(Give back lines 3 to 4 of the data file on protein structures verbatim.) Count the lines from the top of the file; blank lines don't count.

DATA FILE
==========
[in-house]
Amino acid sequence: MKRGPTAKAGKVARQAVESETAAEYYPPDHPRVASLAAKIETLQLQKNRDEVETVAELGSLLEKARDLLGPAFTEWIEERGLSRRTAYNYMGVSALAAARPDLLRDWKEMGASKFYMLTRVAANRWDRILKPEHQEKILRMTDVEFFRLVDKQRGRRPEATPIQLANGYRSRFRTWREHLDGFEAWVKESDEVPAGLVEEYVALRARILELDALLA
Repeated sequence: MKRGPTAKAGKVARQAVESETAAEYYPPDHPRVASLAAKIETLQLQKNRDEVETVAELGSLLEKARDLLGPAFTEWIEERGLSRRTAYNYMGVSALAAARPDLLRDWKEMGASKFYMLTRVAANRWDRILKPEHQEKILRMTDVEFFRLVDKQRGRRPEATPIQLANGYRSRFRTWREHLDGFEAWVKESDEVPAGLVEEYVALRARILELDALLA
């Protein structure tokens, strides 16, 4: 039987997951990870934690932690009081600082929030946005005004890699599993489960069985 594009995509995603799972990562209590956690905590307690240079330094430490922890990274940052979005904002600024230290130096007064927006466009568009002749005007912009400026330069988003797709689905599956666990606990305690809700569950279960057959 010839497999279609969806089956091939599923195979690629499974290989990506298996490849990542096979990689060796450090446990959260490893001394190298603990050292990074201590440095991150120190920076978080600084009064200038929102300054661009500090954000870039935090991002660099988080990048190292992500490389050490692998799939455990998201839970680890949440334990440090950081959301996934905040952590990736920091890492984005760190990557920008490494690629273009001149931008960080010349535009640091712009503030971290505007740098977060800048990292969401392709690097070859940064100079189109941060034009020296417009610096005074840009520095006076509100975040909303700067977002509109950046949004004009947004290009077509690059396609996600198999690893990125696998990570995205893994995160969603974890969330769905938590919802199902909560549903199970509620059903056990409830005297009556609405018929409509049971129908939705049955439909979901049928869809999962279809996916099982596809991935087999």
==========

Repeated sequence: MKRGPTAKAGKVARQAVESETAAEYYPPDHPRVASLAAKIETLQLQKNRDEVETVAELGSLLEKARDLLGPAFTEWIEERGLSRRTAYNYMGVSALAAARPDLLRDWKEMGASKFYMLTRVAANRWDRILKPEHQEKILRMTDVEFFRLVDKQRGRRPEATPIQLANGYRSRFRTWREHLDGFEAWVKESDEVPAGLVEEYVALRARILELDALLA
């Protein structure tokens, strides 16, 4: 039987997951990870934690932690009081600082929030946005005004890699599993489960069985 594009995509995603799972990562209590956690905590307690240079330094430490922890990274940052979005904002600024230290130096007064927006466009568009002749005007912009400026330069988003797709689905599956666990606990305690809700569950279960057959 010839497999279609969806089956091939599923195979690629499974290989990506298996490849990542096979990689060796450090446990959260490893001394190298603990050292990074201590440095991150120190920076978080600084009064200038929102300054661009500090954000870039935090991002660099988080990048190292992500490389050490692998799939455990998201839970680890949440334990440090950081959301996934905040952590990736920091890492984005760190990557920008490494690629273009001149931008960080010349535009640091712009503030971290505007740098977060800048990292969401392709690097070859940064100079189109941060034009020296417009610096005074840009520095006076509100975040909303700067977002509109950046949004004009947004290009077509690059396609996600198999690893990125696998990570995205893994995160969603974890969330769905938590919802199902909560549903199970509620059903056990409830005297009556609405018929409509049971129908939705049955439909979901049928869809999962279809996916099982596809991935087999």